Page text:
LM Literacy Foundation – an organisation catering “for Zulu migrant workers in Soweto”.

Adult Learning Project (ALP) – an organisation “involved in community-based literacy work”. (p.138)

 

Nekhwevha goes on to note how the Azanian Peoples’ Organisation (AZAPO) complemented the work being done by the organisations listed above. AZAPO was strongly aligned with the BCM. (p.138)

 

From the above, one of the lines of enquiry for the Johannesburg Working Group is to investigate whether there were non-governmental organisations  (NGOs) and groups offering arts education programmes in the 1970s, 1980s and early 1990s that were aware of and informed by Freire’s methods. At this point of our research we can surmise that the following organisations were involved in teaching and learning that either directly, or indirectly, employed Freirean methods:

 

The Curriculum Development Trust (Johannesburg)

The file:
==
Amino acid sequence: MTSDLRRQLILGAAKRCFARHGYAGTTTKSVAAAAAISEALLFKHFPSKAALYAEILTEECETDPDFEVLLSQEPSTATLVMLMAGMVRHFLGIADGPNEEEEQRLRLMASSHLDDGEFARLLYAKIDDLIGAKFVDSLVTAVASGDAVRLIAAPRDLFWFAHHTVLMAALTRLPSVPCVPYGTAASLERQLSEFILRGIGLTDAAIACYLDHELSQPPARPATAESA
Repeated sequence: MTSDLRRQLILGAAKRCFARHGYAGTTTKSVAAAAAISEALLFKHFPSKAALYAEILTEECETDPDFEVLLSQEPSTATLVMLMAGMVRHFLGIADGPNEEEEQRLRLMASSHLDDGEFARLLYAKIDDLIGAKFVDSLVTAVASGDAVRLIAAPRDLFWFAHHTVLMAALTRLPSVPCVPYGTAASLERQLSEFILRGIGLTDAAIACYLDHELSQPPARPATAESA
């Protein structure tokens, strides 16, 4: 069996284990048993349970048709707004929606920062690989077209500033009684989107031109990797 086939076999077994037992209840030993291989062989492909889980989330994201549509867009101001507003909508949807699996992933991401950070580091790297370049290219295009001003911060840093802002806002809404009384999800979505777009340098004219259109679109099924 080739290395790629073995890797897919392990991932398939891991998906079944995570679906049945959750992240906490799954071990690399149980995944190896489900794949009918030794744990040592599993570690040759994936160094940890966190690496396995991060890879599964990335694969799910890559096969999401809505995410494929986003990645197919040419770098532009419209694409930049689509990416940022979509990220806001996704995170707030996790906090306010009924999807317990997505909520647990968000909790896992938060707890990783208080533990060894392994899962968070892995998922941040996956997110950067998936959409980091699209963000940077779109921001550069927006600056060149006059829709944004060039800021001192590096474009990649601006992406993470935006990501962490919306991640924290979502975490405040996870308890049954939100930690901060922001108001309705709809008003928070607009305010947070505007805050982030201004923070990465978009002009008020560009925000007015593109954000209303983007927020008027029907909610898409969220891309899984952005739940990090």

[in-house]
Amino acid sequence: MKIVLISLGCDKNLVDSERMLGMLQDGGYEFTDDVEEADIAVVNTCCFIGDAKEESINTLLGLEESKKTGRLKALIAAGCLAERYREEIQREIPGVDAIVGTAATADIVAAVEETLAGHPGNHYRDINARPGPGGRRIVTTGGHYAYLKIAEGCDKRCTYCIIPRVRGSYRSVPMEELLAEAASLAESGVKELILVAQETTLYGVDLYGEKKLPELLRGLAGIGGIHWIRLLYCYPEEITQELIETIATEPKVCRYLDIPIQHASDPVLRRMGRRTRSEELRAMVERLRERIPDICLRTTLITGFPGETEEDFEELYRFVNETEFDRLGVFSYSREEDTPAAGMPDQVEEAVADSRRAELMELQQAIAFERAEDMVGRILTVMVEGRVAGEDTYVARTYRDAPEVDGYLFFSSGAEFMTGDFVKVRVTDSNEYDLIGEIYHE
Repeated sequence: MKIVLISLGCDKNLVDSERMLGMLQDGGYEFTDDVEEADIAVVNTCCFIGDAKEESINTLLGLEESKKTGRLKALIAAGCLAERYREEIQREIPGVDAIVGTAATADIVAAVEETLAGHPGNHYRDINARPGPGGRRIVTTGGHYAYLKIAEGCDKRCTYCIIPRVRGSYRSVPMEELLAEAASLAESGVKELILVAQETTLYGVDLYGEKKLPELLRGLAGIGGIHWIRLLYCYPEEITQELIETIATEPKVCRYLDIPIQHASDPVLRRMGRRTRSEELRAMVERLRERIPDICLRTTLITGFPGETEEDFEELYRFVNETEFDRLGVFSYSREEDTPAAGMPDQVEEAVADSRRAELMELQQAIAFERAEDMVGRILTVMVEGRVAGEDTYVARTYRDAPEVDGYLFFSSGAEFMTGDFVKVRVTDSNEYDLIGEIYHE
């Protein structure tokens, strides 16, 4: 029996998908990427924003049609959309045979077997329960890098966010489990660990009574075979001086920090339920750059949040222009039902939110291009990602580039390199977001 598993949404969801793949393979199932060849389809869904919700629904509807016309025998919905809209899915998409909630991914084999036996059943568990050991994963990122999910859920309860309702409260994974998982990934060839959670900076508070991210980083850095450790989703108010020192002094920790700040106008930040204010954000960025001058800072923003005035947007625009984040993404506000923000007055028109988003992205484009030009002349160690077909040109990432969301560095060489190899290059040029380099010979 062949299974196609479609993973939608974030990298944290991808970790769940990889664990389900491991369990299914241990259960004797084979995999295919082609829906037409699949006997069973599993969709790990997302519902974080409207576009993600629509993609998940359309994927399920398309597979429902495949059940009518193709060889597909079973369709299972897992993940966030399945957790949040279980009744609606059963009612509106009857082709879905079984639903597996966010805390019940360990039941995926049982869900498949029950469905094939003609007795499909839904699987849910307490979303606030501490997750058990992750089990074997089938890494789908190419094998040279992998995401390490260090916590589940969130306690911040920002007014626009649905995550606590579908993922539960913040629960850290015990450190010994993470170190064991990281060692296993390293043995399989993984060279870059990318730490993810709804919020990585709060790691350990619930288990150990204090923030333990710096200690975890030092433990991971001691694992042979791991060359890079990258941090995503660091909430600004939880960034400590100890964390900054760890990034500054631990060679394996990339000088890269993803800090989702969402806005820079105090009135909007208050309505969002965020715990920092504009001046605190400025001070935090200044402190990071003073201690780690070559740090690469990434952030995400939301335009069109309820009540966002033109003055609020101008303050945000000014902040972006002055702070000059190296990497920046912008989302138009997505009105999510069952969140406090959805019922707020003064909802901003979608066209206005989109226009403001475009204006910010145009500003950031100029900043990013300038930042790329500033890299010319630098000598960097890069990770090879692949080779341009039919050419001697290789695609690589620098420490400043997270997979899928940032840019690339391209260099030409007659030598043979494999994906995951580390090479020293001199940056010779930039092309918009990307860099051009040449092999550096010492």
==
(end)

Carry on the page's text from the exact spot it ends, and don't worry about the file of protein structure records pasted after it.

The Imbali Visual Literacy Project (Johannesburg)

The Community Arts Project (Cape Town)

Funda Community College (Diepkloof, Soweto)

Sibkwa Arts Centre (Benoni)

Fuba Academy (Johannesburg)

 

The above is certainly not an exhaustive list and will continue to expand as our research continues.

 

“At a consultative conference on education on the 28th and 29th of December 1985, the idea of People’s Education for People’s power originated. A  student leader, Lulu Johnson…confirmed the general acceptance of Freire’s conception of education. He said: “those who learn must teach, and those who teach must learn”…”The concept of People’s Education for People’s Power is clearly based on Freire’s notion of education for liberation”. (p. 140)

 

Criticism of Freire’s ideas have emerged in the work of a number of South African scholars: